Q&A with Class Instructor Roberto Montes

screenshot-2016-12-30-13-04-48Our free writing classes program continues this Saturday with Roberto Montes‘s “How to Commune with Ghosts.” In this class, students will explore how to access the supernatural way in which great poems seem to take on a life of their own. You will learn practical techniques to encourage this communion using hands-on exercises, prompts, and contemporary examples. We hope to see you at 2:30 p.m. at the Ridgewood branch of Queens Library.

Below, Roberto tells us a little about himself and his work.

What’s your connection to Queens?

I was born in Jamaica, Queens and spent the first years of my life there. In my early twenties I returned to Jamaica (as many creatures instinctually return to the place of their birth) and then later lived in Astoria. I cannot deny the impact Queens has had on me: its diversity of people, culture, and language has left its mark indelibly on my work. 

What can students in your class expect?

The class will explore and engage with methods to coax the unexpected from the aether and into our poetry. We will read from a variety of poets about jumpstarting the creative process including CA Conrad, Carmen Giménez Smith, Jack Spicer, and Charles Bernstein as well as participate in writing exercises to put their thoughts into practice.

What current projects are you working on? or What is your latest publication? (or both, if you’d like)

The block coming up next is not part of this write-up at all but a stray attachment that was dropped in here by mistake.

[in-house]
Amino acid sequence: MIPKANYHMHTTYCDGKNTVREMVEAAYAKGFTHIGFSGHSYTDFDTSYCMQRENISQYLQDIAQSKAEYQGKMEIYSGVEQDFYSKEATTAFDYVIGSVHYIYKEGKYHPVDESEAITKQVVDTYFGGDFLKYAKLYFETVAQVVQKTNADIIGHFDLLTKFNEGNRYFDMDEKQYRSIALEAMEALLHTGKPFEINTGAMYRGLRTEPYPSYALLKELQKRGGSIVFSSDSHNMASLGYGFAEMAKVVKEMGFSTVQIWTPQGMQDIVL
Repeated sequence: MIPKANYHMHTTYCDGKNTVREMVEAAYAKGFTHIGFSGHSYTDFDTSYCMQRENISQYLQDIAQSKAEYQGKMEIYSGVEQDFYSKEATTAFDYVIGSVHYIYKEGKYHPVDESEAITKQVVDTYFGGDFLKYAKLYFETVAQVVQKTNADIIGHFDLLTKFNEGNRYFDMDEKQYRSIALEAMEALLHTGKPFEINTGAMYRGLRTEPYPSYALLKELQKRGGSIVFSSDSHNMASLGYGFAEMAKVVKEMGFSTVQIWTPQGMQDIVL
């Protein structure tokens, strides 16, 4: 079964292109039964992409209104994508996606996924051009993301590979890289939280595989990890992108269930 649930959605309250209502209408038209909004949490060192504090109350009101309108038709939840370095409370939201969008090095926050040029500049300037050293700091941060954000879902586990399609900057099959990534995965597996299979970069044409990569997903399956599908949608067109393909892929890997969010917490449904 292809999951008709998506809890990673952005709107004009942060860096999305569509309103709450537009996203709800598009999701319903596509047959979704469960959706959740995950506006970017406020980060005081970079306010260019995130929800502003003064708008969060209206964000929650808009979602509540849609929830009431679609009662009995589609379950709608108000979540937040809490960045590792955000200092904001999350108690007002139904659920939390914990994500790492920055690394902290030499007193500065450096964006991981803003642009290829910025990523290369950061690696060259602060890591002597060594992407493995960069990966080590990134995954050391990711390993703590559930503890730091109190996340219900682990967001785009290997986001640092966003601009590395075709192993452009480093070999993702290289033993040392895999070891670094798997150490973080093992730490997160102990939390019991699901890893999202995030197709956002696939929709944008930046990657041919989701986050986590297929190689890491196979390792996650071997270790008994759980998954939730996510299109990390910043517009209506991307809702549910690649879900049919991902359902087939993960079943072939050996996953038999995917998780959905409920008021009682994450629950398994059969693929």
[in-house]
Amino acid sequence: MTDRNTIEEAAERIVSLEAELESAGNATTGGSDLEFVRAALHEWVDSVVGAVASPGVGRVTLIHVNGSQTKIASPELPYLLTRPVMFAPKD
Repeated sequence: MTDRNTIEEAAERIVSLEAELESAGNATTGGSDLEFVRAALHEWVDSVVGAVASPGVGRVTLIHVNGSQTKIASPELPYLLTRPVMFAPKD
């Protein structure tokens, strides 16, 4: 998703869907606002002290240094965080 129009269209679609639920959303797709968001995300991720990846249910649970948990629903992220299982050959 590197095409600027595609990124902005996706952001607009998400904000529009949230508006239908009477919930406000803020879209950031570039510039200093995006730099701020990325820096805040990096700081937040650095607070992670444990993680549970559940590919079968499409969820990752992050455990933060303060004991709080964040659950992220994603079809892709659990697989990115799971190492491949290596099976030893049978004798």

A new chapbook, entitled Grievances, is now available from The Atlas Review. Beyond that, I am working on putting the finishing touches on my second full-length manuscript.


Q&A with Class Instructor Patricia Park

We are excited for this Saturday’s free writing class at the Maspeth branch of Queens Library, which will be taught by Re Jane author Patricia Park. The class, called “Show versus Tell,” will start at 2:30 and will expand upon that old writing adage, “Show, don’t tell.”

How does a writer convey information to the reader, advance the plot, build drama, and show character development without writing a thousand-page opus? At the same time, how do you highlight key moments in your characters’ lives concisely without risking summary as dramatic as an encyclopedia entry? The most successful fiction and creative nonfiction writers blend both the “show” and “tell.” In this session, we will study successful examples (from Fitzgerald, Hemingway, Jhumpa Lahiri, and others) and discuss the pros and pitfalls of dramatizing versus summarizing scenes. Writers will leave with strategies and exercises to apply to their own work.

Patricia was kind enough to answer a few questions about herself, her work, and the class:

What’s your connection to Queens?
I was born and raised in Flushing.

What can students in your class expect?

Students will come away with a deeper understanding of pacing and structure of novels and stories.

Tell us about your latest publication.
Last year I published my first novel, Re Jane. It’s about a Korean-American orphan named Jane Re, and it’s loosely based on Charlotte Bronte’s Jane Eyre. The novel is my ode to Queens—in all its outer-borough, working-class glory. It’s currently being developed for a TV series.

Screenshot 2016-12-30 12.23.09.png

Q&A with Class Instructor Norman Stock

screenshot-2016-09-19-18-31-29What’s your connection to Queens?

I worked as a librarian at the Queens Central Library in Jamaica from 1968 to 1973. I returned to Queens in 1990 and have been living with my wife in Jackson Heights since then. My activities in Queens include serving as literary consultant to the Sundays at Central Reading Series, participating in readings at First Tuesdays and other reading series, and editorial board work for Newtown Literary.